In the 20th century, the science and industry of medical treatment was—as it is today—focused on achieving good performance. However, the definition and metrics that were used to measure the performance of a medical facility like a clinic or hospital were very different from today. In the past, in an effort to keep things simpler and more closely aligned with things like operational efficiency, it was finances that were often used. The more money a clinic or hospital made, the better people thought of its performance.

Then things changed, and it all started with an analysis from the Institute of Medicine.

Changing Focus

The Institute of Medicine no longer goes by that name and is now known as the National Academy of Medicine, but in 1999, they submitted a report with a shocking conclusion. Despite the US being a developed, first world nation, safety of patients was not as high as it theoretically should have been. A yearly average of 98,000 people died, in hospitals, due to preventable errors, human or otherwise.

It was a wake-up call to the entire field of medicine, and it brought about a change of perception, not just in the metrics used to measure performance, but in the approach people took to running medical facilities. In a way, it brought the entire industry back to the core of what the field was about, which is taking care of sick people.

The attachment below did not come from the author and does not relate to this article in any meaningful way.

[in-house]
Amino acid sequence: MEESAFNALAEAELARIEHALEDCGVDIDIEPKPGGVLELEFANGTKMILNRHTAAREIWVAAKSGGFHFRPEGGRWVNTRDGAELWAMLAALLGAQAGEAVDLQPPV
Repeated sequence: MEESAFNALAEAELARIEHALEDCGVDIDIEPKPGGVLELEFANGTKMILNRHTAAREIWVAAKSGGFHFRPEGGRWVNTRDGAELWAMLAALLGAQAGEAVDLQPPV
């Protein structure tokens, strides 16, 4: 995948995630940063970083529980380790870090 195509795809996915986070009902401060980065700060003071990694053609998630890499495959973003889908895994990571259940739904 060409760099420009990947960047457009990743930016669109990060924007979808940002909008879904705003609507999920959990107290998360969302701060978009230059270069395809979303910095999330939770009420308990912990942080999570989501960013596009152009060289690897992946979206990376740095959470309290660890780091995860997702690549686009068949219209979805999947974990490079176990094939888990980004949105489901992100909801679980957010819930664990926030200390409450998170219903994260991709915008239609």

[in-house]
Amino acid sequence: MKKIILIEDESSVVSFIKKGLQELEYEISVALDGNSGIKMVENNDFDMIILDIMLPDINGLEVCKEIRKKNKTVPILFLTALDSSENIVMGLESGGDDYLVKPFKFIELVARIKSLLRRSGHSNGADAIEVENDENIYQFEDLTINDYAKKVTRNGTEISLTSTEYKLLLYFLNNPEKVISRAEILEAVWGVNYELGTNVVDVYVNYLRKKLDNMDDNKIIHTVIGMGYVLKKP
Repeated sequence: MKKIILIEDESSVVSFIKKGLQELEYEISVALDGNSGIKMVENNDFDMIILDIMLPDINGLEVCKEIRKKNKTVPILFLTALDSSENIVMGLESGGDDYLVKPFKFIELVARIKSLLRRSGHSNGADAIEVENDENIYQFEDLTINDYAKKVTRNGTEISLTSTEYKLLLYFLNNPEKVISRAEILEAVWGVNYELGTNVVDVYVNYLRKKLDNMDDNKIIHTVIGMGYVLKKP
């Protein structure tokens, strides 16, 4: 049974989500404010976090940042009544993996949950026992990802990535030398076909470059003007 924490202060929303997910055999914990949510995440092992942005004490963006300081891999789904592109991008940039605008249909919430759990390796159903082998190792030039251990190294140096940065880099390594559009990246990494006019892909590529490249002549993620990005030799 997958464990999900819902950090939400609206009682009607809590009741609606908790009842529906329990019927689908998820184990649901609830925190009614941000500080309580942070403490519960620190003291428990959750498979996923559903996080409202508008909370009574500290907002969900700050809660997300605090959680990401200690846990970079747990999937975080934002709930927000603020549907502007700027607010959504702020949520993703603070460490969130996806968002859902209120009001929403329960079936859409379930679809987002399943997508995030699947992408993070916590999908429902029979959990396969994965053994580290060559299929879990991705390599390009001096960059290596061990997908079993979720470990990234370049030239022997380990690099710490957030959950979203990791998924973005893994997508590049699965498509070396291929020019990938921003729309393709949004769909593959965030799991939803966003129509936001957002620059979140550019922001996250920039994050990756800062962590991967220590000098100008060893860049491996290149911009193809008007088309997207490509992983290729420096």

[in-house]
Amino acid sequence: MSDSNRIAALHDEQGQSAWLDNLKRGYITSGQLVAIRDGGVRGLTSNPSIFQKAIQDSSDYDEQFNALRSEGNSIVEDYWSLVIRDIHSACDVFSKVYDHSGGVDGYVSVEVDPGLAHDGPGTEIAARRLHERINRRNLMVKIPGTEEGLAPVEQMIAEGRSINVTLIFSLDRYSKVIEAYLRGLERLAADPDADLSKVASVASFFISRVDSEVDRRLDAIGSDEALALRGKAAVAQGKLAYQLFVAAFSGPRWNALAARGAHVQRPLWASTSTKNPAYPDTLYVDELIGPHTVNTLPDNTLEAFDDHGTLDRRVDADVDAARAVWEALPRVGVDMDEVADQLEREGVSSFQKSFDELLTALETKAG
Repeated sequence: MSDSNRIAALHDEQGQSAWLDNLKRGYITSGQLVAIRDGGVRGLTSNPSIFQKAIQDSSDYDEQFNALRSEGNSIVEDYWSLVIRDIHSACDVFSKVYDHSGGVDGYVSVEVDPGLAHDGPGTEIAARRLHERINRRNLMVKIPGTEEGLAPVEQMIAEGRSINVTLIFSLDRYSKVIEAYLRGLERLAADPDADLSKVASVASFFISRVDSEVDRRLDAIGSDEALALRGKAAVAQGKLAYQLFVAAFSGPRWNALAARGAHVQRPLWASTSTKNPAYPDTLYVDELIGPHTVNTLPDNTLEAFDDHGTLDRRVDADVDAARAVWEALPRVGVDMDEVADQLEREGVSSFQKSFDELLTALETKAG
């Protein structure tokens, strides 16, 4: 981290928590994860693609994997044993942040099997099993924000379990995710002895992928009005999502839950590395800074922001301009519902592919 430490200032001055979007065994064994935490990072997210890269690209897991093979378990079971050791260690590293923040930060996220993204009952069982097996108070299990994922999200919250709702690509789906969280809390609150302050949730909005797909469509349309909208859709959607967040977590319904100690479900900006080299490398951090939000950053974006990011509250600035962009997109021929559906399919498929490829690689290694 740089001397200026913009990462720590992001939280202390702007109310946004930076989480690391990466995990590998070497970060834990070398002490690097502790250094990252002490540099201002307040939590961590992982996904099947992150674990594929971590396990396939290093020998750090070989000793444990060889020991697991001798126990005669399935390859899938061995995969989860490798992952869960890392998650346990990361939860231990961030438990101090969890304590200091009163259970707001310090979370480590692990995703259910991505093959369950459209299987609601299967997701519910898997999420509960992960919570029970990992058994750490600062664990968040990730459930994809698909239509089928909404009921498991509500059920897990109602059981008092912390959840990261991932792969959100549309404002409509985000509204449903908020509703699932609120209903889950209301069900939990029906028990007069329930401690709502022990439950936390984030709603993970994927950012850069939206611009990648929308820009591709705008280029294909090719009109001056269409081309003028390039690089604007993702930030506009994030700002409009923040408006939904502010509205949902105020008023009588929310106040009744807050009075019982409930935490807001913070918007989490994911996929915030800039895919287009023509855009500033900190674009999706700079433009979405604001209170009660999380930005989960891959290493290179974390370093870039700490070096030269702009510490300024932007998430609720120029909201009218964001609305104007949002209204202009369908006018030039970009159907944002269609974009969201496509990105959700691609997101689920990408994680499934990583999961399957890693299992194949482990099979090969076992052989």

And so today, after years of transitioning, 21st century American medical institutions now have a more complex, ultimately more accurate means of measuring the quality of a hospital or clinic. It falls under the metric of the “patient experience.”

The Other Side

One of the things that was quickly discovered as more research was conducted was that while facilities with good finances didn’t always have a good patient experience, facilities with a good patient experience always had good finances. There were a lot of reasons for this, but one of the most common findings was that a focus on providing a good patient experience brought about many holistic or multi-disciplinary benefits.

For example, by focusing on the patient experience, one of the chief considerations that was addressed was safety. However, by focusing on patient safety, this inevitably meant that fewer errors were made. Fewer errors meant reduced costs, and patient satisfaction generally went up, which encouraged repeat visits for future diagnoses or treatments. In order to be more effective, efficiency also went up, which had benefits across the board, both operationally and fiscally.

Information Matters

Of course, seeing these kinds of improvements is not as simple a matter as saying “Let’s focus on patient experience rather than financial performance.” The patient experience involves many different components, which is why it’s important to do the proper analysis of your current operations. Once qualified experts have outlined areas that could be improved, that’s when you start the real work.

For example, one of the areas where your patient experience may be suffering might not be in the actual treatment, but in what happens afterward with payment. You may have excellent medical treatment that is brought down by making the payment experience difficult or tedious. In this case, perhaps looking at elements of your revenue cycle management might yield good results.

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